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Re: [jakartaee-platform-dev] Fair rules for"optional"TCKcompliancetests

Guess Ed can probably help more with insight into how realistic that is Building the TCK without Glassfish in Jakarta EE 9 instead of 10 and what resources Oracle has, not to Mention the tragic loss of Bill Shannon who was one of the most profound experts in many of these aspects…?


It should be a lot easier to build the TCK with say Payara due to their close relation, but do you see a realistic opportunity the TCK should be buildable without Glassfish based on Wildfly or TomEE within the Jakarta EE 9 timeframe?


If it wasn’t for some JCP restrictions we could have made the JSR 385 TCK as flexible as to say implementation A just supports Length, while B can only support Mass or Temperature.

We made a compromise there with SI Base Quantities and "All Quantities" but the TCK could have been created with a "Mix & Match" profile allowing to pick just a number of types.


I know CDI and probably Bean Validation should have TCKs that are equally flexible because we borrowed from them in 385, but hard to say, if the entire platform TCK was able to gain a similar flexibility or independence from Glassfish in this release?




From: Scott Stark
Sent: Monday, July 6, 2020 17:50
To: jakartaee-platform developer discussions
Subject: Re: [jakartaee-platform-dev] Fair rules for"optional"TCKcompliancetests


The fundamental problem is that too many assumptions around the existence of "de facto RI" as you stated, exist. As I said, Jakarta EE8 was not a real test of the Jakarta process. Jakarta EE 9 is, and there are clearly issues relating to infrastructure costs as well as the removal of reference implementations. Jakarta EE 9 is a big incompatible release that offers users minimal value. The point was to move the platform to stage 1 of EE10. We need to remove the implicit assumptions and behaviors inherited from the JCP process and get to a sustainable ecosystem.


On Mon, Jul 6, 2020 at 10:40 AM Werner Keil <werner.keil@xxxxxxx> wrote:

Not sure, if they can simply be dropped from Jakarta EE 9 in the middle of the road?

E.g. Jakarta EE 8 had among others 2.7.4. RMI-IIOP (Proposed Optional)

Which became 2.7.4. RMI-IIOP (Removed) guess the lack of support was what turned "Optional" into "Removed" but without a "Proposed something" in Jakarta EE 9 how could we just delete things without prior notice?


Maybe since EE 9 will break all sorts of compatibility anyway without using some Transformer Magic or similar, it is even acceptable in this particular case, but further down the road it would a fatal signal to the community regarding reliability and stability and that’s a major reason to use Jakarta EE instead of some random framework or a solution that’s tied to a vendor’s mercy and may change quite often.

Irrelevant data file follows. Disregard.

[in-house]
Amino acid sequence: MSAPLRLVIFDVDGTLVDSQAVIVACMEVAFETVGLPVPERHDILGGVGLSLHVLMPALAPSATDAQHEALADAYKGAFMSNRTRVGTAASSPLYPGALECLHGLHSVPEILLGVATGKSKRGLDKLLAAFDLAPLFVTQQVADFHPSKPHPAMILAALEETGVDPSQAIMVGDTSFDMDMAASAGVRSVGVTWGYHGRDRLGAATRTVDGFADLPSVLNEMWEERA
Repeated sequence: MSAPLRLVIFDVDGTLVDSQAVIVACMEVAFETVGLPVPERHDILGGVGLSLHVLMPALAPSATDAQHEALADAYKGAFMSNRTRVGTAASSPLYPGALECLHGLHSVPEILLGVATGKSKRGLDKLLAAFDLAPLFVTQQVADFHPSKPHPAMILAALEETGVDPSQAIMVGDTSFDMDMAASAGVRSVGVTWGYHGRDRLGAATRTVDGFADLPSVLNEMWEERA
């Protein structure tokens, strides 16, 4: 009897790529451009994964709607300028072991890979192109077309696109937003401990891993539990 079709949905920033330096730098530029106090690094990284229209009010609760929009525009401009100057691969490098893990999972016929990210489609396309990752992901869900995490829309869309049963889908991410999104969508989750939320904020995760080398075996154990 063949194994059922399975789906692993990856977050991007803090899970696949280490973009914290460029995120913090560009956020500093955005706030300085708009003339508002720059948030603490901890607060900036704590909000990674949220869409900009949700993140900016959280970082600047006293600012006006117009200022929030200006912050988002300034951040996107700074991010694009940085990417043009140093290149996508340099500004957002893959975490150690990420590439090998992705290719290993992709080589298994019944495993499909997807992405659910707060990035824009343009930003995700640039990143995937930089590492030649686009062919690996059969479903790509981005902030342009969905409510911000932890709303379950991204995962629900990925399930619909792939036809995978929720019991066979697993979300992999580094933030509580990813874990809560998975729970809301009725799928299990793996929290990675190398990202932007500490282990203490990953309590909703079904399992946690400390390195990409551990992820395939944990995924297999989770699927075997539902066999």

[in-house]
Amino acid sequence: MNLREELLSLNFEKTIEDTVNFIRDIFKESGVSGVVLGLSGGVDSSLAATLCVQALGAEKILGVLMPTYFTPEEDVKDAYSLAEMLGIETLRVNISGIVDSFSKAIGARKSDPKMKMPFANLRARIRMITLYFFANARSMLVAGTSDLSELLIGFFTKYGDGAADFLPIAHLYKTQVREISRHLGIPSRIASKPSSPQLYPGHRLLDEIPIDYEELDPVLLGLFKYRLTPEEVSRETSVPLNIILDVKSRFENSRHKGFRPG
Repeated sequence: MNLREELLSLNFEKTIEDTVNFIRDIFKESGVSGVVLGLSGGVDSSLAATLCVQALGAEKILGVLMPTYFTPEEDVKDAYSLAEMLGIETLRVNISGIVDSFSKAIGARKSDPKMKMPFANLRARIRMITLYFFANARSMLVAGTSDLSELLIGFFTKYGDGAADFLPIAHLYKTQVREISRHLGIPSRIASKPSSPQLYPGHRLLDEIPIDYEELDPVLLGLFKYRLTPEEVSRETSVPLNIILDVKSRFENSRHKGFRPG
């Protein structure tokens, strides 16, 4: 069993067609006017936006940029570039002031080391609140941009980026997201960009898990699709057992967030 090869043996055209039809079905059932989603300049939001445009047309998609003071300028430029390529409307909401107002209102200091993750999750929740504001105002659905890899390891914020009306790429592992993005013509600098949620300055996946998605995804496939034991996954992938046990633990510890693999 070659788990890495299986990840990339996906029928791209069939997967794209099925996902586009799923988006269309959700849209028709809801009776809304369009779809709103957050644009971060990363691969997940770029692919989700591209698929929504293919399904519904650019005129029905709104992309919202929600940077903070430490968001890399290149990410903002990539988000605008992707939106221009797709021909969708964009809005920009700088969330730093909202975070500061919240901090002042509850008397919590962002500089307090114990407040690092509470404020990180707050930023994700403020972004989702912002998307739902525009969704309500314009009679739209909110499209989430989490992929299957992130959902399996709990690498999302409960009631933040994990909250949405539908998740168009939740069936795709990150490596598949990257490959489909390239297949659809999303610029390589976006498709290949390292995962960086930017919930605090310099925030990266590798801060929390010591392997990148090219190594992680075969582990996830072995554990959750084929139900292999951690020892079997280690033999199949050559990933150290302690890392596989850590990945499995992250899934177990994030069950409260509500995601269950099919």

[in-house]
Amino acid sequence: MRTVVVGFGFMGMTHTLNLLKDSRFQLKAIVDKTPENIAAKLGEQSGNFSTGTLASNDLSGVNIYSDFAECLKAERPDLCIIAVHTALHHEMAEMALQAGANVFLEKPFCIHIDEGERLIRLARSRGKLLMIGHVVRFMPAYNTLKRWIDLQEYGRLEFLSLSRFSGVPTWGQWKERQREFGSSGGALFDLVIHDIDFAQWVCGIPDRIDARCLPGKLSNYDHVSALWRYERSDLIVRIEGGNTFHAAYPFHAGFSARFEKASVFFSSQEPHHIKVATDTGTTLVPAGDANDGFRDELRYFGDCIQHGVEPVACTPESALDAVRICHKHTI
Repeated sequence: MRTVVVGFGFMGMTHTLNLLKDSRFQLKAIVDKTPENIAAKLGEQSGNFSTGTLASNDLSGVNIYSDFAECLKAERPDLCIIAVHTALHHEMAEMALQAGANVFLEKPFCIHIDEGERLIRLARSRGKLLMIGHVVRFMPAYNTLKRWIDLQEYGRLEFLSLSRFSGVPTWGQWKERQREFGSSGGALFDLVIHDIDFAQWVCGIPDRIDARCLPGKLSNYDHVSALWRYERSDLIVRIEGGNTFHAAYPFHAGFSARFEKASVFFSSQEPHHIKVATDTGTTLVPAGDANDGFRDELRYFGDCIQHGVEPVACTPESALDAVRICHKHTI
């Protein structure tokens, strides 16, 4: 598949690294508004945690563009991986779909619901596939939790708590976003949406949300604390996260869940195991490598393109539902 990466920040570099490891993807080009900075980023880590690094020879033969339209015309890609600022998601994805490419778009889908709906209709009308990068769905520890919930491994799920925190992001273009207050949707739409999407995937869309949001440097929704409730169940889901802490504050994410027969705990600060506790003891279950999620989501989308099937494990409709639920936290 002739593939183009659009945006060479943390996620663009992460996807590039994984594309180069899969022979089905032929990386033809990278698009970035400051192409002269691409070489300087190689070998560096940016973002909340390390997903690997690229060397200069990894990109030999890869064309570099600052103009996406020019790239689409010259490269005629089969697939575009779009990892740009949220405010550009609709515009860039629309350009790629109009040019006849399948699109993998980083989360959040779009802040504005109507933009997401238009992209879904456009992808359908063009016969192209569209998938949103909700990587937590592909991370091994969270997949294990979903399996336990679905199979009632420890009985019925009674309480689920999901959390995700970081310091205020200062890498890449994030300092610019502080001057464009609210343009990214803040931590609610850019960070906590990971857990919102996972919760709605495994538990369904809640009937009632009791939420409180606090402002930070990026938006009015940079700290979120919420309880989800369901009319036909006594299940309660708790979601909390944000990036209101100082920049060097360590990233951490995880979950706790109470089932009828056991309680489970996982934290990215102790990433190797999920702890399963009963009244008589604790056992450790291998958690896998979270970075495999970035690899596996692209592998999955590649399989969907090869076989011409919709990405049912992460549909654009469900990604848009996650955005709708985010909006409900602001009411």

Ford was betting big on Pivotal in 2016, and last year this cost them almost more than rival Tesla or the COVID19 crisis:

Dell wants to sell VMWare for similar reasons, and nobody knows, what cuts may result if some "locust" investor gobbles it up and decides to eliminate parts of Spring they feel are not cost-effective any more?


So this time with Jakarta EE 9 "Big Bang" transition maybe something can be dropped a little sooner than expected, but in future versions I would be more careful to avoid doing that without enough notice.




From: Scott Stark
Sent: Monday, July 6, 2020 17:12
To: jakartaee-platform developer discussions
Subject: Re: [jakartaee-platform-dev] Fair rules for"optional" TCKcompliancetests


Exactly. Hence, unless some sponsor is explicitly stepping up to bring the EE9 specs, their TCKs and an implementation across the finish line, those specs need to be dropped from the EE9 platform.


On Mon, Jul 6, 2020 at 8:28 AM Steve Millidge (Payara) <steve.millidge@xxxxxxxxxxx> wrote:

My summary reading of the EFSP  wrt optional is;


  • Jakarta EE Platform specification is a specification under the EFSP and therefore specification rules apply.
  • A specification can have optional parts which must be mutually compatible I.e. you can implement all optional parts
  • All optional parts must be covered by the TCK
  • A specific compatible implementation doesn’t have to implement optional parts.
  • A specification version must identify at least one compatible implementation that does implement all optional parts at release review.


Therefore by definition if the platform specification has optional parts that nobody wants to create a compatible implementation for then that specification version can not be released.


So as in my previous email the solution in the Jakarta EE 10 timeframe is to aggressively remove all optional parts of the platform that nobody is prepared to implement.






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